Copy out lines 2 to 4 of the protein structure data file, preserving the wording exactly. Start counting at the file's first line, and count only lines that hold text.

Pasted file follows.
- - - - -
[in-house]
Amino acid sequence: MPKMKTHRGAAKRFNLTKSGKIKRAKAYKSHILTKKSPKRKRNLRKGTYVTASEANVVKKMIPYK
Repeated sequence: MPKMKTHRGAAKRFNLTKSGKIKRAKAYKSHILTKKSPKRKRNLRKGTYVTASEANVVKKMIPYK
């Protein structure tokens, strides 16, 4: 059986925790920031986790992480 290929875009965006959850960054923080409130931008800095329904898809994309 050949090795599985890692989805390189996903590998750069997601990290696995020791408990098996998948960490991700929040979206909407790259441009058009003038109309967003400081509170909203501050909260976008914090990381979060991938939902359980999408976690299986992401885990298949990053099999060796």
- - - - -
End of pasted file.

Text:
Amino acid sequence: MPKMKTHRGAAKRFNLTKSGKIKRAKAYKSHILTKKSPKRKRNLRKGTYVTASEANVVKKMIPYK
Repeated sequence: MPKMKTHRGAAKRFNLTKSGKIKRAKAYKSHILTKKSPKRKRNLRKGTYVTASEANVVKKMIPYK
């Protein structure tokens, strides 16, 4: 059986925790920031986790992480 290929875009965006959850960054923080409130931008800095329904898809994309 050949090795599985890692989805390189996903590998750069997601990290696995020791408990098996998948960490991700929040979206909407790259441009058009003038109309967003400081509170909203501050909260976008914090990381979060991938939902359980999408976690299986992401885990298949990053099999060796």